Conquest (Chronicles of the Invaders #1)
By John Connolly and Jennifer Ridyard; Read by Nicola Barber
Publisher: Simon & Schuster Audio
Publication Date: February 2014
[UNABRIDGED] – 14 hours, 33 minutes
Themes: / aliens / YA / wormhole / romance /
The Earth has been invaded by the Illyri, a beautiful, civilized, yet ruthless alien race. Humanity has been conquered, but still it fights the invaders. The Resistance grows stronger, for it is the young people of Earth who battle the Illyri.
Syl Hellais, conceived among the stars, is the oldest alien child on Earth, the first to reach 16 years of age. Her father is one of the rulers of the planet. Her future is assured. And Syl has hidden gifts, powers that even she does yet fully understand.
But all is not as it seems. Secret experiments are being conducted on humans, the Illyri are at war among themselves, and the sinister Nairene Sisterhood has arrived on Earth, hungry for new blood. When Syl helps a pair of young Resistance fighters to escape execution, she finds herself sentenced to death, pursued by her own kind, and risks breaking the greatest taboo of her race by falling in love with a human.
Now the hunter has become the hunted, and the predators become prey. And as Syl Hellais is about to learn, the real invasion has not yet even begun.
Apparently aliens are the new vampires and I guess I’m a sucker for aliens because this is the second YA book about aliens I’ve read in a year’s time.
In this one, out of nowhere, a wormhole appears at the end of the solar system. This spells the doom of mankind because an alien race has come to dethrone mankind, thus, Conquest.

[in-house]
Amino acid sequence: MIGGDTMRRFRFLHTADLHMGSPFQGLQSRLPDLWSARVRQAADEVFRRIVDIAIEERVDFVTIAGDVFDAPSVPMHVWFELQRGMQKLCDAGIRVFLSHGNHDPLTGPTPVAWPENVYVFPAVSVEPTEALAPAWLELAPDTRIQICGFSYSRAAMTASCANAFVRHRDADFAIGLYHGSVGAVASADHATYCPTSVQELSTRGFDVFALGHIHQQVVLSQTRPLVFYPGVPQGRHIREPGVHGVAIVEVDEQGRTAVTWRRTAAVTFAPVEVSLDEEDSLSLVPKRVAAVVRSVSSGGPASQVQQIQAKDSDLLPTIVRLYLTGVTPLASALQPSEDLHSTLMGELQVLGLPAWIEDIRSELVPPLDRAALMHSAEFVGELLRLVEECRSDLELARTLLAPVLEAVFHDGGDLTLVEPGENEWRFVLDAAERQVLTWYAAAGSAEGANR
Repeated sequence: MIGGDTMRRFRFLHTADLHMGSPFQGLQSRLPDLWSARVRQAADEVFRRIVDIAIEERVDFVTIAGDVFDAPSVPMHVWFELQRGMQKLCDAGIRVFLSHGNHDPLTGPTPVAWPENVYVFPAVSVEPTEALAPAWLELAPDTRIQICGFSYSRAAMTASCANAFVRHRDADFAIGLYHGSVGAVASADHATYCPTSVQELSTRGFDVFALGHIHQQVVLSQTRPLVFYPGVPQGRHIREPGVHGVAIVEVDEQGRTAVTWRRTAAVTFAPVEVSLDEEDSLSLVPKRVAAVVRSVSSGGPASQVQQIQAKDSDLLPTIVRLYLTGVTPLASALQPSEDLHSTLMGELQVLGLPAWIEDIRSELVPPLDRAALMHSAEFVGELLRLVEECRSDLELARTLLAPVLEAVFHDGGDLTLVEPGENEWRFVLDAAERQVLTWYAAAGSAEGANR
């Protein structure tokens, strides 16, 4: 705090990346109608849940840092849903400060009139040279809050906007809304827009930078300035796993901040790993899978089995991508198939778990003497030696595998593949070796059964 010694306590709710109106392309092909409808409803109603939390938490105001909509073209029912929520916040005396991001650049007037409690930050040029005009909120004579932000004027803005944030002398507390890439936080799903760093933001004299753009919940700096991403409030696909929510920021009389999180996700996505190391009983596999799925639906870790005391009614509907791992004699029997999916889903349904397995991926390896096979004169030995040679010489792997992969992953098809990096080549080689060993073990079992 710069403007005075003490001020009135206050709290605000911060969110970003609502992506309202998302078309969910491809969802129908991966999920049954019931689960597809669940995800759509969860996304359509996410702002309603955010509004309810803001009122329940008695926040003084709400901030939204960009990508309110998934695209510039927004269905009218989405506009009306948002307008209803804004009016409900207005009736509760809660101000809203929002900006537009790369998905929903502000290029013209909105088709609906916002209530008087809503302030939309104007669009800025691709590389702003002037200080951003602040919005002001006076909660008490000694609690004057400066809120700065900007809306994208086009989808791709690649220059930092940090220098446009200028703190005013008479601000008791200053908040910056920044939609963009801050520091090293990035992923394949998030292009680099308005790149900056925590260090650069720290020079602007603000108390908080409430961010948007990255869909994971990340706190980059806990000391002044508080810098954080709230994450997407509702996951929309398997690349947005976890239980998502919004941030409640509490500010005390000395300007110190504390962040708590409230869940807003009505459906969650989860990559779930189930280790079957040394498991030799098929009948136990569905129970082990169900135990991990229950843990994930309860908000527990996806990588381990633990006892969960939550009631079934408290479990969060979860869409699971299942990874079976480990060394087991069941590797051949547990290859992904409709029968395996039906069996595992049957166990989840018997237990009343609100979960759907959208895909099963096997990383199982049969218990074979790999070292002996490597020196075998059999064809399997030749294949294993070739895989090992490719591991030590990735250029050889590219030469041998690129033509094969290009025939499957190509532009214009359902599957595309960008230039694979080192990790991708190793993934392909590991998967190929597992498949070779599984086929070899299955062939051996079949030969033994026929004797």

Except, while these aliens take over the governments of Earth, they have also brought technology which can not only cure diseases such as cancer, but expand the human lifespan. I’ve hit on this topic recently, but here it comes again, are the trade-offs worth it?
What makes this one different?
This one takes a different spin than I was prepared for. Usually, and especially with a name like “Conquest,” it’s a story of survival, of a rogue squad who’s fighting back. While there is a bit of that, this story mostly follows the aliens themselves, in fact, one of them who is the first born alien on earth.
So instead of a fight for the world, you really get a bigger glimpse of the nature of the aliens, the culture, and the political machinations and infighting of the political parties.
This is good and bad.
Why it doesn’t quite work
Well, first, why did it work. I thought this was a great take on the alien story … at first. It’s almost like reading a fantasy book because you’re reading more about the society of this alien species and getting to know them and on the side you get some of the story of the rebel humans fighting against them.
What doesn’t work is that some of the tension is gone or really never intended to be there. I know it’s not really fair, but I expected more of a fight, which is there, but it’s in a very small degree. The culture is interesting but I can’t say I cared all that much about it, but that’s probably for a different reason.
The characters are for the most part, quite bland. I did listen to this on audiobook, so that could account for some of this, but by the end of the book I was still having to remember and figure out who some of the main people were. You get to know the main character, Syl, who’s as interesting as a prepubescent teen can be to a non-creepy male of 30 (spoiler, there’s not much we have in common).
But, by the end of the book, I really should have been able to keep track of the insurgent boys who help Syl out in the beginning and play a big part in the story, or Syl’s best friend who also played a consistent part in the story.
Again, it’s not all the novel’s fault, I take some of the blame, but I don’t think it’s all mine.
I enjoyed many parts of this book, but for the most part, it didn’t work for me. The alien societies were interesting, but a tad boring. The characters were mostly flat. I wanted to read this because I have some friends who are huge into John Connolly, but I’ll have to check out some of his other works for an actual understanding.
2.5 out of 5 Stars (Okay to good)
Posted by Bryce L.